For those who suffer less severe pressure sores, they can be successfully treated by trying to relieve the pressure on them using equipment like a pressure relieving overlay system mattress, cleaning the affected area regularly and applying an appropriate dressing. The wound should be kept clean and moist and the area around it clean and dry.
For more serious pressure sores a procedure called debridement , where dead tissue and other materials are removed from the wound, may be necessary.
In even more severe cases skin grafts, cosmetic surgery or maggot therapy may be necessary. Maggot therapy is a carefully controlled practice whereby a medical professional will try and use maggots to break down and ingest infected or necrotic tissue. As well as getting rid of the infected tissue the maggots also disinfect the wound by killing bacteria and can stimulate wound healing.
Q. What are the consequences of pressure sores?
A. Serious pressure sores can be very painful and difficult to heal as the wound has to heal from the inside out. Heels are particularly vulnerable to pressure sores and the sores can cause permanent difficulty with walking as the skin becomes tight and is vulnerable to breaking down.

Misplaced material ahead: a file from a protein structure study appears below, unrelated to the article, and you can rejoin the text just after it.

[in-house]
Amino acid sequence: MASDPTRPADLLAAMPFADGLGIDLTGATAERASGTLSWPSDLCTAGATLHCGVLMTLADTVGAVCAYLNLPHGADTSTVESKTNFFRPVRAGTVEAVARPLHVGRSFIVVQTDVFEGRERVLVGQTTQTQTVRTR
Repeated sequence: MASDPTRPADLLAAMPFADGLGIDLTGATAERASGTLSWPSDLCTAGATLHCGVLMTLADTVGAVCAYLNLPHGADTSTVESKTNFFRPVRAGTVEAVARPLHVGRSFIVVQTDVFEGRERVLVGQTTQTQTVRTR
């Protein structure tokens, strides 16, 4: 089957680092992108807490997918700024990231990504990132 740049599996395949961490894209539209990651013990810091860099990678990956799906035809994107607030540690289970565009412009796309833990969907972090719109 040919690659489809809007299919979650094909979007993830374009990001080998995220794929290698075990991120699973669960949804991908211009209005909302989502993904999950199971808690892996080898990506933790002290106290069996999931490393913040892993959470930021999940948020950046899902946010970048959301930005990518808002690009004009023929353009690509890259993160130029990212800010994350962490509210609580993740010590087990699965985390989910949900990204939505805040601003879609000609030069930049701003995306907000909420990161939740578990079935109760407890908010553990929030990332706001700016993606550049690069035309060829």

If there is a failure to recognise and treat the most serious of pressure sores, the necrotic tissue can extend over a larger surface area, and can invade the bone. This in turn can lead to amputation of the affected area.
The healing process can take a significant period of time, and often requires ongoing treatment by district nurses or tissue viability nurses, who specialise in treating ongoing sores.
The healing process is complicated by the cause of the sore, a lack of mobility, and so a carefully planned care regime which involves regular turning and repositioning, is crucial to aid recovery.
Q. Can I bring a claim for medical negligence as a result of sustaining a pressure ulcer?
A. If you or a family member or friend has suffered with a bed sore as a result of a medical professional failing to prevent a pressure sore developing, it may be possible to bring a claim.